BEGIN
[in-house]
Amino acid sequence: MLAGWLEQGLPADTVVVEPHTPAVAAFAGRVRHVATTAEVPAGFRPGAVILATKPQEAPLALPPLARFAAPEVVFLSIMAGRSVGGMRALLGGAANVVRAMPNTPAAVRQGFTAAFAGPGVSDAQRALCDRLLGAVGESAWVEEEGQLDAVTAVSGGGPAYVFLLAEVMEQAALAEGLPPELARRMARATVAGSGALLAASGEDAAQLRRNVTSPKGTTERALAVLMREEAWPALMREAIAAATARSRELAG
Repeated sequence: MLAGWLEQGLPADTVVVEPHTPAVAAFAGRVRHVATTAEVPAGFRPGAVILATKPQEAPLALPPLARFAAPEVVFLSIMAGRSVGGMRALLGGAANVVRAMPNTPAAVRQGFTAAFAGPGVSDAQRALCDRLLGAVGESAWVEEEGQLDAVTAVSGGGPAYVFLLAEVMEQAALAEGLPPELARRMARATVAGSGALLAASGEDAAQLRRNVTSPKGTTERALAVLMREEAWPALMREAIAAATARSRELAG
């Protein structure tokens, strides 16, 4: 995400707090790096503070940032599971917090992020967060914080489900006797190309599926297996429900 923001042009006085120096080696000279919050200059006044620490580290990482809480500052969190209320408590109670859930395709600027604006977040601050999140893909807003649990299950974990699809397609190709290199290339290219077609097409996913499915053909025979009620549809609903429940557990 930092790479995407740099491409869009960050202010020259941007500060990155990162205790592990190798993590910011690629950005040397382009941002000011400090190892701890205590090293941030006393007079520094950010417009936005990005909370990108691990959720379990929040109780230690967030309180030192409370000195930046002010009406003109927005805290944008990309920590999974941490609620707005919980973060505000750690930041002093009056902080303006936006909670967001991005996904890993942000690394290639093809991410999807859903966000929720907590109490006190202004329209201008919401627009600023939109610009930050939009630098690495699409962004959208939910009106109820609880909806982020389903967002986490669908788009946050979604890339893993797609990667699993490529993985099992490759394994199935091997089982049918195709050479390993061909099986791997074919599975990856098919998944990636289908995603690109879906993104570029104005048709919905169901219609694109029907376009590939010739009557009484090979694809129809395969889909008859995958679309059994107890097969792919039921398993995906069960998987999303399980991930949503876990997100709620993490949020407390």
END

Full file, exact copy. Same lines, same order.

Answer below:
[in-house]
Amino acid sequence: MLAGWLEQGLPADTVVVEPHTPAVAAFAGRVRHVATTAEVPAGFRPGAVILATKPQEAPLALPPLARFAAPEVVFLSIMAGRSVGGMRALLGGAANVVRAMPNTPAAVRQGFTAAFAGPGVSDAQRALCDRLLGAVGESAWVEEEGQLDAVTAVSGGGPAYVFLLAEVMEQAALAEGLPPELARRMARATVAGSGALLAASGEDAAQLRRNVTSPKGTTERALAVLMREEAWPALMREAIAAATARSRELAG
Repeated sequence: MLAGWLEQGLPADTVVVEPHTPAVAAFAGRVRHVATTAEVPAGFRPGAVILATKPQEAPLALPPLARFAAPEVVFLSIMAGRSVGGMRALLGGAANVVRAMPNTPAAVRQGFTAAFAGPGVSDAQRALCDRLLGAVGESAWVEEEGQLDAVTAVSGGGPAYVFLLAEVMEQAALAEGLPPELARRMARATVAGSGALLAASGEDAAQLRRNVTSPKGTTERALAVLMREEAWPALMREAIAAATARSRELAG
């Protein structure tokens, strides 16, 4: 995400707090790096503070940032599971917090992020967060914080489900006797190309599926297996429900 923001042009006085120096080696000279919050200059006044620490580290990482809480500052969190209320408590109670859930395709600027604006977040601050999140893909807003649990299950974990699809397609190709290199290339290219077609097409996913499915053909025979009620549809609903429940557990 930092790479995407740099491409869009960050202010020259941007500060990155990162205790592990190798993590910011690629950005040397382009941002000011400090190892701890205590090293941030006393007079520094950010417009936005990005909370990108691990959720379990929040109780230690967030309180030192409370000195930046002010009406003109927005805290944008990309920590999974941490609620707005919980973060505000750690930041002093009056902080303006936006909670967001991005996904890993942000690394290639093809991410999807859903966000929720907590109490006190202004329209201008919401627009600023939109610009930050939009630098690495699409962004959208939910009106109820609880909806982020389903967002986490669908788009946050979604890339893993797609990667699993490529993985099992490759394994199935091997089982049918195709050479390993061909099986791997074919599975990856098919998944990636289908995603690109879906993104570029104005048709919905169901219609694109029907376009590939010739009557009484090979694809129809395969889909008859995958679309059994107890097969792919039921398993995906069960998987999303399980991930949503876990997100709620993490949020407390």